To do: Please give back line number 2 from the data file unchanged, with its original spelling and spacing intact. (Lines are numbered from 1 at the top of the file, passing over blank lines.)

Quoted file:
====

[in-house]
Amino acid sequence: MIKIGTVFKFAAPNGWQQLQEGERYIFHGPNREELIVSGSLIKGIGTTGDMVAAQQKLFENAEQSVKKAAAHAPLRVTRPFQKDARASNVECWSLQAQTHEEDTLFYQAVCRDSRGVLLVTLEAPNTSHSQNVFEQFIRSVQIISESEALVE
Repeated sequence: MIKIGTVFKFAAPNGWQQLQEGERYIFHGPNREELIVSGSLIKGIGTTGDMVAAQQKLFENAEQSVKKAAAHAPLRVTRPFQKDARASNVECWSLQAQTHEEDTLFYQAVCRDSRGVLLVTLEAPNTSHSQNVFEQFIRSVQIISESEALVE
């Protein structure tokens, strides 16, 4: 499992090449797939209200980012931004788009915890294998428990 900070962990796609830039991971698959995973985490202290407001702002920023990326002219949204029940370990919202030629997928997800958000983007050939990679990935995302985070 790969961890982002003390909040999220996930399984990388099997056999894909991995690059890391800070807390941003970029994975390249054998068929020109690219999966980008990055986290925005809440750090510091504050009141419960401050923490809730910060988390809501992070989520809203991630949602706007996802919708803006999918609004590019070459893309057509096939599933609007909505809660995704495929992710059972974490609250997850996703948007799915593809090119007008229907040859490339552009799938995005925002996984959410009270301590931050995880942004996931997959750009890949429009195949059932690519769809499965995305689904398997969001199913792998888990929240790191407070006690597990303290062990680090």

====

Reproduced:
Amino acid sequence: MIKIGTVFKFAAPNGWQQLQEGERYIFHGPNREELIVSGSLIKGIGTTGDMVAAQQKLFENAEQSVKKAAAHAPLRVTRPFQKDARASNVECWSLQAQTHEEDTLFYQAVCRDSRGVLLVTLEAPNTSHSQNVFEQFIRSVQIISESEALVE